The Malta Independent 24 October 2021, Sunday

'Common European charger is finally a reality' - MEP Alex Agius Saliba

Friday, 24 September 2021, 12:21 Last update: about 30 days ago

The European Commission has presented a legislative proposal to establish a single charger for smartphones, tablets, and other devices in two years.

The proposal will require all manufacturers to harmonize the charging points on devices — using a USB-C charging point — and to make their software protocol for fast charging interoperable between brands and devices.

In its resolution from January 2020, the European Parliament called on the Commission to introduce the common charger through the radio equipment directive by July 2020.

MEP Alex Agius Saliba, a key negotiator of the Parliament resolution and a standing rapporteur on the Radio Equipment Directive, commented shortly after the Commission's announcement that the proposal is long overdue but a step in the right direction.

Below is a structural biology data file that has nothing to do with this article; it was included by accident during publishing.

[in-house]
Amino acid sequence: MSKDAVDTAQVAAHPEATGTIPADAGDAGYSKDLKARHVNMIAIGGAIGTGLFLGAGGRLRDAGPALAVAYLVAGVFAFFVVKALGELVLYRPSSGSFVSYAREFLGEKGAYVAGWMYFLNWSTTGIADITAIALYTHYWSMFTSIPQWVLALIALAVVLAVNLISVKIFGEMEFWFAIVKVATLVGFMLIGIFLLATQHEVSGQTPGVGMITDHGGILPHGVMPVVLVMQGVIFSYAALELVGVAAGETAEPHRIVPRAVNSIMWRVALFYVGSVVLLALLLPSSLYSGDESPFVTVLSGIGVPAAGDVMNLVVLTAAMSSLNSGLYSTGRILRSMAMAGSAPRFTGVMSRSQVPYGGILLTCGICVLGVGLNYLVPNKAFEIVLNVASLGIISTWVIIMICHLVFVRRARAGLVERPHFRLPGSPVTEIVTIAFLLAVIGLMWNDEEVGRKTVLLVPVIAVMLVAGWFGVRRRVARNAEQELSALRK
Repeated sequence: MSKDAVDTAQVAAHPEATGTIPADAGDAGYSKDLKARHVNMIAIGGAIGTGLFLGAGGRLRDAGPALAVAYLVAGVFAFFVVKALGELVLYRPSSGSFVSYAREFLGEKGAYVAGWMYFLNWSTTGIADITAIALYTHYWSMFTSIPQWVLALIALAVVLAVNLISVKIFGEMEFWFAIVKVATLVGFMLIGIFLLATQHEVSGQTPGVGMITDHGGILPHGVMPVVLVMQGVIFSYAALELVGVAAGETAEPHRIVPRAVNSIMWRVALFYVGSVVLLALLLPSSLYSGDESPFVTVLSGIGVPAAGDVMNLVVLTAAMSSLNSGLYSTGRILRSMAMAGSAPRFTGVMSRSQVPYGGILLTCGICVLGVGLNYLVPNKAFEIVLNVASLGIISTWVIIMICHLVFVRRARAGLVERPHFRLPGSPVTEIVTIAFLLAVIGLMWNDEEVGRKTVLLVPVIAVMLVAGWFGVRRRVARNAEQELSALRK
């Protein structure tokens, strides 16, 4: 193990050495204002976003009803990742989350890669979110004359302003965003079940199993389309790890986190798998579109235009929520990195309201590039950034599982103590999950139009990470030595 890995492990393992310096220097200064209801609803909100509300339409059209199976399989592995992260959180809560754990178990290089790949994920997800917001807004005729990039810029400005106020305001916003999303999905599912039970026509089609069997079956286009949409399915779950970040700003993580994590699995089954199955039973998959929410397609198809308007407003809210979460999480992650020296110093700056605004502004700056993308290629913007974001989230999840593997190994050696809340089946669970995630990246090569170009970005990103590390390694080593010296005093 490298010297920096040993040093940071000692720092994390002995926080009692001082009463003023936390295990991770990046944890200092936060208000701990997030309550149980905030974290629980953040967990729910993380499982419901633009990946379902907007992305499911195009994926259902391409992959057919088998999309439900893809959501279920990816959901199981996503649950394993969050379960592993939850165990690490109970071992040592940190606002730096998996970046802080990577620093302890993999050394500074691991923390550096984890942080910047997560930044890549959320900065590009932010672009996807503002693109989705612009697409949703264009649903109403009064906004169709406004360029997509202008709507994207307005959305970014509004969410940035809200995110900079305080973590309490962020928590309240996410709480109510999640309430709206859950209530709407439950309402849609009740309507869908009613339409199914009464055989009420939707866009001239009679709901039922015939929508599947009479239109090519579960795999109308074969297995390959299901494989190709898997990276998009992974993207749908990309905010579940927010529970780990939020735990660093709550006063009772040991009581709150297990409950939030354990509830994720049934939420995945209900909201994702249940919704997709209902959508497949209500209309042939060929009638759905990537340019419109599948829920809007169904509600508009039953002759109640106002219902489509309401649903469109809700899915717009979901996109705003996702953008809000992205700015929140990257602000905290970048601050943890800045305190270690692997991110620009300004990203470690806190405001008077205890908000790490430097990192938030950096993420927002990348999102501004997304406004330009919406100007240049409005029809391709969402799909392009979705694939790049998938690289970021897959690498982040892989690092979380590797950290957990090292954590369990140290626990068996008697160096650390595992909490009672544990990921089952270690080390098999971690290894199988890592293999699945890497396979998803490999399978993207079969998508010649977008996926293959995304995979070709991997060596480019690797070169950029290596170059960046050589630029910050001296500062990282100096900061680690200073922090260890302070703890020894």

"I welcome the Commission's proposal. For more than a decade, the European Parliament has been calling on binding requirements for European Universal Charger. Until now, the transition to a common charger was left to the goodwill and self-regulation of private companies and US tech giants. Needless to say, this is no longer acceptable," said the MEP.

MEP Alex Agius Saliba explained that having legal requirements for a common charger is an important step against e-waste and consumer inconvenience, caused by the prevalence of different, incompatible chargers for electronic devices. He said that this will further help re-use old electronics, save money, and reduce unnecessary costs to the consumer and the environment.

"The new proposal should be complemented with rules on harmonising the external power supply with the review of the eco-design rules to be published later this year. We should also consider all kinds of electronic devices and wireless charging systems in the scope of the new rules, as many smartphones now use such systems. The EU legislation should be developed with future technological developments in mind; otherwise, we might risk being obsolete in a few years." 

The proposal will now need to be adopted by the European Parliament and the Council by ordinary legislative procedure. A transition period of 24 months from the date of adoption will give the industry ample time to adapt before the entry into application.


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